“Whether it’s the need to protect their products’ security and integrity, or just a slimy business practice, Apple is one of the most prevalent of modern tech companies that are clamping down on third-party repairs of their devices,” Adam Westlake reports for SlashGear.

“Proponents of the ‘right to repair’ were alarmed earlier this week when leaked Apple service documents indicated that the latest MacBook Pros and iMac Pro would be left inoperable after repairs from unauthorized service providers,” Westlake reports. “Reports detailed that computers using Apple’s new T2 security chip — specifically the iMac Pro and 2018 MacBook Pro — would need special diagnostic software if certain key components are replaced.”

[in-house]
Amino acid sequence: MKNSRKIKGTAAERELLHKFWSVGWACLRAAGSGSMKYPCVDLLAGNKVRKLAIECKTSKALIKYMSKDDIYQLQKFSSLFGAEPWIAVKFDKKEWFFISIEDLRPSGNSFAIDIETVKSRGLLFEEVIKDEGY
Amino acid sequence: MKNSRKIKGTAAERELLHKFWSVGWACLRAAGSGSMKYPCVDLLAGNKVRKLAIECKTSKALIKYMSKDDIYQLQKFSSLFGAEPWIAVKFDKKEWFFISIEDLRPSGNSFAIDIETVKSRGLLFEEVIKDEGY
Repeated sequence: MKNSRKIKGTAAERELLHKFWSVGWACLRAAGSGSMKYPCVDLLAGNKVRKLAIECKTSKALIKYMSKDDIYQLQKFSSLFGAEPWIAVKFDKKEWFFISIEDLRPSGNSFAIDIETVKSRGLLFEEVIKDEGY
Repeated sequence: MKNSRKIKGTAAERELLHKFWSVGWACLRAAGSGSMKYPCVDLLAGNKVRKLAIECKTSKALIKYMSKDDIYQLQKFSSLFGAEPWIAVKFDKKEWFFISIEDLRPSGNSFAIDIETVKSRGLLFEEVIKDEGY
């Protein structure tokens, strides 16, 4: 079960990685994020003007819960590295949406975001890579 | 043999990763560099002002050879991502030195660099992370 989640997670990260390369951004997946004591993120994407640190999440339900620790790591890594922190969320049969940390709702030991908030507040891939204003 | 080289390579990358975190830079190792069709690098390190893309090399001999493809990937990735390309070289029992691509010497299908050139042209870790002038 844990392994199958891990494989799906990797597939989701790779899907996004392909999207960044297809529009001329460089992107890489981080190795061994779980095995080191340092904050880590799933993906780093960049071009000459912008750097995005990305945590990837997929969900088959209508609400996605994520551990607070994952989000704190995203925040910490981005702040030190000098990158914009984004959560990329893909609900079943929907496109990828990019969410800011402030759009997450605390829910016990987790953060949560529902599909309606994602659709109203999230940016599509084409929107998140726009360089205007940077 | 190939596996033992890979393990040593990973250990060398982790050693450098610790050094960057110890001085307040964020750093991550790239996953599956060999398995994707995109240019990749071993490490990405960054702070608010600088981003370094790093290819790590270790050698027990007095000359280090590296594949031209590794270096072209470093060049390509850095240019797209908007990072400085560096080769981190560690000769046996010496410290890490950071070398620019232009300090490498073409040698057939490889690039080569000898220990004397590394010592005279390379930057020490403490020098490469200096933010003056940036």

Westlake reports, “Apple has yet to comment on these reports directly, but the teardown and repair experts at iFixit have some good news: this new diagnostics and repair software has not yet been released or activated, and third-party repairs on the 2018 MacBook Pro are still possible — for now.”

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MacDailyNews Note: Adma O’Camb writes for iFixit, “So why is Apple doing this? It could simply be a mechanism for tracking parts used by their authorized network, to check quality or replacement rates. It’s possible that units with swapped parts may operate normally, but still report a failure in Apple diagnostic tests for having ‘unauthorized’ components installed—much like earlier units did on earlier versions of AST for third party HDD/SSD, RAM and batteries. If it’s not, then we have a problem.”

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